Monday, December 7, 2009

Another Day in Paradise

     Saturday was a day off and the sun actually made an appearance.  I spent the morning doing some honey do tasks, took care of the goats, ducks, and chickens, and put some finishing touches on my new chicken tractor.  In the afternoon and evening I spun some fiber, watched part of the Washington-Cal game on the tube, babysat grand kids, butchered our rooster and put him in the crock pot, shucked some of my Indian corn and made a corn husk doll with Madelynn. All in all, just another day in paradise. I did another corn husk doll with Abby this morning because she fell asleep on the couch before we did hers.

     Madelynn's new knitted tam hat was originally one I made for her mother.  Becky put it through the wash on accident and now it fits Madelynn. Fortunately it was made from wool which doesn't felt readily or else it would probably fit one of Madelynn's dolls.

    I found instructions on how to make corn husk dolls at through a google search. I had done some last year with some of my other grand daughters and it seemed to be a big hit. I'm pretty well stocked with corn husks this year as I grew a bigger patch of Indian corn than I have in past years.  I grow Indian corn because I think the flint corn makes a better corn bread than regular field corn (dent corn).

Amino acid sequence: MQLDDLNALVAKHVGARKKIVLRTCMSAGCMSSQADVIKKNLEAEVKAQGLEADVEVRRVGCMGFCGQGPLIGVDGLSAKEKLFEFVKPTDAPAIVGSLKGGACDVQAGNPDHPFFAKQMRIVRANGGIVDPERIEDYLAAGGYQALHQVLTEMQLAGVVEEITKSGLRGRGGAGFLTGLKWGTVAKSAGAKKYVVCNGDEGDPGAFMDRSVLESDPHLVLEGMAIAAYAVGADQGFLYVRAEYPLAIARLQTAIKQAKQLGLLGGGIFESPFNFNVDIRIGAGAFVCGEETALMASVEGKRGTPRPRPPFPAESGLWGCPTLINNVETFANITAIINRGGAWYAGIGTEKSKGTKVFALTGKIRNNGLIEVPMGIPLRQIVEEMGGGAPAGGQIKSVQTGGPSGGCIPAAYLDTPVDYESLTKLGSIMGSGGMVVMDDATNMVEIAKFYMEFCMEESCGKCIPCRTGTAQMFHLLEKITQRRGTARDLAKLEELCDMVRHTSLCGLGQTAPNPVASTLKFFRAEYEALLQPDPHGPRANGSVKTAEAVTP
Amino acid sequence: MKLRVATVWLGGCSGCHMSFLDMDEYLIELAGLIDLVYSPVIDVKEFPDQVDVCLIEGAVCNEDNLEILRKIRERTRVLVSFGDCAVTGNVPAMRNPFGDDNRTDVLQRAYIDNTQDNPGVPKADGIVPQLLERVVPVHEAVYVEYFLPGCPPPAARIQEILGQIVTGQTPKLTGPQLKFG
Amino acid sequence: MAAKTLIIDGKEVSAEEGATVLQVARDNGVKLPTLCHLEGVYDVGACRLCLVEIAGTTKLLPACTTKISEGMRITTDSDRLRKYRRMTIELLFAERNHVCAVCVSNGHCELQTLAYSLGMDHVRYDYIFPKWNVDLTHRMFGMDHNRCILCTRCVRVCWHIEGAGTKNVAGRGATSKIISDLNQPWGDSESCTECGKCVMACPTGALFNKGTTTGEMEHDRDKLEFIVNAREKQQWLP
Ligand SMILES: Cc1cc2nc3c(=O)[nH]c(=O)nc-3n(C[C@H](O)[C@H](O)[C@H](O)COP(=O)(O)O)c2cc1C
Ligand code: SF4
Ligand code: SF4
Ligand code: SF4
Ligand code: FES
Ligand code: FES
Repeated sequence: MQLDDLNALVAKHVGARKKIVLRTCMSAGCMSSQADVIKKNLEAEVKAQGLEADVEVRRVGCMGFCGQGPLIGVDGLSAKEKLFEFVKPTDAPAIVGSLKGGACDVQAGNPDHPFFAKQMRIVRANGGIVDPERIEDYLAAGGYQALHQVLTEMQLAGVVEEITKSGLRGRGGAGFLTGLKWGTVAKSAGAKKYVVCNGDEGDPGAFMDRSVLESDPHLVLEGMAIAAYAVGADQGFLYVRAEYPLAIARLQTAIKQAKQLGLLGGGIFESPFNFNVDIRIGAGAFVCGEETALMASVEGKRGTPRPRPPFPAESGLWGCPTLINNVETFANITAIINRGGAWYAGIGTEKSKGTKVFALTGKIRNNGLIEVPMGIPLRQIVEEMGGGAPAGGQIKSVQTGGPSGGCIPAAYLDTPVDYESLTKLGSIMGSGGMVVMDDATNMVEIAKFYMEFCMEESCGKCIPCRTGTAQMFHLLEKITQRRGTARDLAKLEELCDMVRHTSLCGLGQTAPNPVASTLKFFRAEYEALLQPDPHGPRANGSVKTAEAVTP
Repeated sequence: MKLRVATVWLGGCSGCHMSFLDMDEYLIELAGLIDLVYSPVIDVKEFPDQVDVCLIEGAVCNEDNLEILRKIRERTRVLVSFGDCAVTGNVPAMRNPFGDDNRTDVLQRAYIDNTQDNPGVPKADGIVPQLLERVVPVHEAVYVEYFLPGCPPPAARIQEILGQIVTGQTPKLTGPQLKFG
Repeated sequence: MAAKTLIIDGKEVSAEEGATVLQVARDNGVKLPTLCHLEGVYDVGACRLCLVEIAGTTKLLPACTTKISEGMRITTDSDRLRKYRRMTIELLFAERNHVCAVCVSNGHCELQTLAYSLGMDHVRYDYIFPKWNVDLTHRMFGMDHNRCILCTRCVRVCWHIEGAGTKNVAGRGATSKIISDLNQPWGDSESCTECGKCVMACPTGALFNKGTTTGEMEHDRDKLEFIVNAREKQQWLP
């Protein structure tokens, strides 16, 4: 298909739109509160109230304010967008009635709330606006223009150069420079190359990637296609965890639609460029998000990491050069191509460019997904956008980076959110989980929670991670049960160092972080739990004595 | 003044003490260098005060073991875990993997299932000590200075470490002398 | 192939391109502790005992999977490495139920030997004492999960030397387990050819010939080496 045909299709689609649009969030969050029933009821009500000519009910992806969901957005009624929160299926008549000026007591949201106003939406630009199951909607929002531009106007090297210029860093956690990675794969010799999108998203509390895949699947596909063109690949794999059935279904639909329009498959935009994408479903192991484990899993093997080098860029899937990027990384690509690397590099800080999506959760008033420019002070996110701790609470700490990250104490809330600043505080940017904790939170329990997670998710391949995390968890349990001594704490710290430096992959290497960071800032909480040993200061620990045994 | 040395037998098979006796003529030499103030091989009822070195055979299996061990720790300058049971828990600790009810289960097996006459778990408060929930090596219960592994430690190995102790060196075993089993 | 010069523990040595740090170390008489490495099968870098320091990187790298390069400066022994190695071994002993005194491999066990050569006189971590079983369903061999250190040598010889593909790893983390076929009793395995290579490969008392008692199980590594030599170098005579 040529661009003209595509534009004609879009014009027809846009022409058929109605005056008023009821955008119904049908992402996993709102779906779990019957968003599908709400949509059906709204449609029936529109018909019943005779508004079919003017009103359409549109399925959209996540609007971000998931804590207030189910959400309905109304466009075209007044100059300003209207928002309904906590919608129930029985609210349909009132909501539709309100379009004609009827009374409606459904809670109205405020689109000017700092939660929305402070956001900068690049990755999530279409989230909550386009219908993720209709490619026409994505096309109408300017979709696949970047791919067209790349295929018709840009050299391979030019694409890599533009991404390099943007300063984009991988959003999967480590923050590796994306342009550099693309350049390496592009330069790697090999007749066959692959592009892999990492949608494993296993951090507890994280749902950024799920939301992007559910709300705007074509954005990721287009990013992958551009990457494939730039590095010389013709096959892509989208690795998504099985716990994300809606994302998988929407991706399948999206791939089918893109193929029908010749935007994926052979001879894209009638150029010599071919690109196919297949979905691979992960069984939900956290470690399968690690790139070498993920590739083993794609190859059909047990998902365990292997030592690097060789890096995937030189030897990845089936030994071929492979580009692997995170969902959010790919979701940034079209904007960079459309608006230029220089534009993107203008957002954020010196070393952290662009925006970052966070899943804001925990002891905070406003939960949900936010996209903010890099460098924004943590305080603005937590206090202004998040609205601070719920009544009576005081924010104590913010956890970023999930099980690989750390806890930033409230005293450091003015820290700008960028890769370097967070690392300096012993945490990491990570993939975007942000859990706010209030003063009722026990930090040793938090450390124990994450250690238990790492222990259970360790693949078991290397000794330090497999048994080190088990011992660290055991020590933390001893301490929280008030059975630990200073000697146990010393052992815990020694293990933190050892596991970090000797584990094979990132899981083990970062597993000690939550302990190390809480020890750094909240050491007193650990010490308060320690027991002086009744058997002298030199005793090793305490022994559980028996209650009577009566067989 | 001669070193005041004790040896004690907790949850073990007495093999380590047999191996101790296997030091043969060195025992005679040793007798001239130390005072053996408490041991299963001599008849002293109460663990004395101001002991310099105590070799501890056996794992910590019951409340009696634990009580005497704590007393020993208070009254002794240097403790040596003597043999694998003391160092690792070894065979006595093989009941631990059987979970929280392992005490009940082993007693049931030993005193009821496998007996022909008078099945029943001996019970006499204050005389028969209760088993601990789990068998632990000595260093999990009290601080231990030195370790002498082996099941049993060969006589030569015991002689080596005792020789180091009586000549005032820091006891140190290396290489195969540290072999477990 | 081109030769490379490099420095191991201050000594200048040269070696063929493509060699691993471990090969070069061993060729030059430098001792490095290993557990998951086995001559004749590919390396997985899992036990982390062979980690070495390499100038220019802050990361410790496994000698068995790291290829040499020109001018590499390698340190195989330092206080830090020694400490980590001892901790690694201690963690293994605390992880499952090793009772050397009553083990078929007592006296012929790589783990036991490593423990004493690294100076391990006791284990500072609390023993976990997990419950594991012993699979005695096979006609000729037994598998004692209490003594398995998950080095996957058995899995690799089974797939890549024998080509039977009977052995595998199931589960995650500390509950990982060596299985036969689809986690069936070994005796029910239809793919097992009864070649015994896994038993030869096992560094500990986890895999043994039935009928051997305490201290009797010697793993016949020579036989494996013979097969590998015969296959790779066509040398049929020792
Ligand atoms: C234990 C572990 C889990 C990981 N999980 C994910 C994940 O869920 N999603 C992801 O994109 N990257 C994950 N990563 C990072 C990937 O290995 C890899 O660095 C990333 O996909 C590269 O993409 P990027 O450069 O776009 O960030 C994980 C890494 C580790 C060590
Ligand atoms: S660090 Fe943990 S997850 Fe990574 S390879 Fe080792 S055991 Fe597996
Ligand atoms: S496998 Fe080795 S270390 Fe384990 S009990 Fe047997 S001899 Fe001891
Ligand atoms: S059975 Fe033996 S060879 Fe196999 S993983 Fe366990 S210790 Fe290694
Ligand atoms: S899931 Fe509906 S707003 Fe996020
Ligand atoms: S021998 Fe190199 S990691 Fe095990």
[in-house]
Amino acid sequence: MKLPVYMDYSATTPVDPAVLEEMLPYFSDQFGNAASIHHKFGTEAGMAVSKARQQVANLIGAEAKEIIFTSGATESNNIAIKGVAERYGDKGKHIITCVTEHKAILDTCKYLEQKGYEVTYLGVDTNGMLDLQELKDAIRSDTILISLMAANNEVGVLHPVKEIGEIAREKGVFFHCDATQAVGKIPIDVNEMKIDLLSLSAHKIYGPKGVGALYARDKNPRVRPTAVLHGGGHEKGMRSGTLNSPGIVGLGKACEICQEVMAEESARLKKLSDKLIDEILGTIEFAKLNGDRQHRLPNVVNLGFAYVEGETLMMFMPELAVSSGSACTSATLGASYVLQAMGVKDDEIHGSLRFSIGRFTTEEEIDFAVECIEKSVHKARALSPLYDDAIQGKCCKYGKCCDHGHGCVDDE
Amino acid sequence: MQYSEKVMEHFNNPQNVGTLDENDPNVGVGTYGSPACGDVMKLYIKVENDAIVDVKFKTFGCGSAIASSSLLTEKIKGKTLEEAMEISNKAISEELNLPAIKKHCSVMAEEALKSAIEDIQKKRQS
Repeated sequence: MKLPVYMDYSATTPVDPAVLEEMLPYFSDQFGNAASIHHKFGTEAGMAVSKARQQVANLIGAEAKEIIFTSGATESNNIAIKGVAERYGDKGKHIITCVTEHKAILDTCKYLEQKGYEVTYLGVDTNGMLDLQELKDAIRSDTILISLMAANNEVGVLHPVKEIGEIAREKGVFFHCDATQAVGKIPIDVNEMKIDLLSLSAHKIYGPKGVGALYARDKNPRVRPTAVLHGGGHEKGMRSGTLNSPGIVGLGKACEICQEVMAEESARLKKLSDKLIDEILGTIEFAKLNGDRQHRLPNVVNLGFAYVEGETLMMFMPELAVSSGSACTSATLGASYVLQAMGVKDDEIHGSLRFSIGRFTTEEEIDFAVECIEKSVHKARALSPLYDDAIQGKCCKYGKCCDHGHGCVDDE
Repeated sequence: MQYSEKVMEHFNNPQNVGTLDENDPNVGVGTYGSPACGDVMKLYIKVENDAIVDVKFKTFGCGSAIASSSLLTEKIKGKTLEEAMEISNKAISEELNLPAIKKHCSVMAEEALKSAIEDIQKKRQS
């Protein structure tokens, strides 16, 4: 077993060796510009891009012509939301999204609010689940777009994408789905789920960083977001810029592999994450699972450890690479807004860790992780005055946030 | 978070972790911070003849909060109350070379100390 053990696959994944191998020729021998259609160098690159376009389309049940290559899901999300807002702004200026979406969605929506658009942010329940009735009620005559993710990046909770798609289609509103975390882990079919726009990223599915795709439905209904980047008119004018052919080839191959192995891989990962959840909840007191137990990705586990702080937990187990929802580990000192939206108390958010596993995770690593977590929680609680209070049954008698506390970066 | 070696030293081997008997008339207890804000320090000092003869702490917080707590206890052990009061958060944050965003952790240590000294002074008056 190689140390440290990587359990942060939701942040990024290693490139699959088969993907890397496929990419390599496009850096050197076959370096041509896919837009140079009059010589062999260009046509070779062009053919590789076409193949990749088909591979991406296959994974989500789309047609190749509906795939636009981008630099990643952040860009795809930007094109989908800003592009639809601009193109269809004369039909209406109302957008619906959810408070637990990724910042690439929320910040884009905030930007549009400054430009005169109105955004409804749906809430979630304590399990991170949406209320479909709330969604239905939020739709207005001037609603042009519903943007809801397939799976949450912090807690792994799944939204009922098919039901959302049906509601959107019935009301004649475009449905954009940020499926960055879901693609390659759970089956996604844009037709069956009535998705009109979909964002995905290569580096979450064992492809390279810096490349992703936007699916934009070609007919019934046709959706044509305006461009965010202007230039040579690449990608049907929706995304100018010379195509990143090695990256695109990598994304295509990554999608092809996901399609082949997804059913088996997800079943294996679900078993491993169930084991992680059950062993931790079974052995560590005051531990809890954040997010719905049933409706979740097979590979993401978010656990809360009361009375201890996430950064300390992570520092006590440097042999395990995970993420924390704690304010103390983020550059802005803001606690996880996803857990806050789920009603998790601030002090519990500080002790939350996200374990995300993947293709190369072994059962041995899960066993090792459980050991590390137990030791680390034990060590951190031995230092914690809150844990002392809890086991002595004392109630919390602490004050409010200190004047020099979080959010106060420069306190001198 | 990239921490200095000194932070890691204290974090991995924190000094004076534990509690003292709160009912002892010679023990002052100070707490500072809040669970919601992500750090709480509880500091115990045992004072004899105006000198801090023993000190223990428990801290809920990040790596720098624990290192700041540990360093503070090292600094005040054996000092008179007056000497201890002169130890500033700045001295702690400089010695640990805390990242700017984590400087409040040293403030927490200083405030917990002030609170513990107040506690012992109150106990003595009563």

Corn bread is serious comfort food for me.  I use a recipe from my favorite cook book  "The Original Boston Cooking-School Cook Book" by Fannie Merritt Farmer.  My copy is a 100th anniversary facsimile of the first edition, published in 1896. I use the golden corn cake recipe on page 75 as follows:

    3/4 cup corn meal                   1 1/4 cups flour       1/4 cup sugar     4 teaspoons baking powder
    4 teaspoons baking powder     1/2 teaspoon salt     1 cup milk         1 egg
    1 tablespoon melted butter
     Mix and sift dry ingredients; add milk, egg well beaten, and butter;  bake in a shallow buttered pan in a hot oven for 20 minutes.

    I usually don't mess with the melted butter and often use olive oil or canola oil instead and I grease the pans with shortening rather than butter. I also add more sugar than the recipe calls for because I like my corn bread sweet and I always double the recipe. The book was first published when everyone was using wood burning cook stoves and didn't have the luxury of temperature gauges, hence terms like "hot oven".. 


  1. I love your corn bread so much! Maybe this year you can help us get our only little corn patch, only in our back yard, not front like the neighbor.

  2. I second the corn bread love! I really dig eating that multi-colered deliciousness :) Your day in paradise sounds a lot like mine!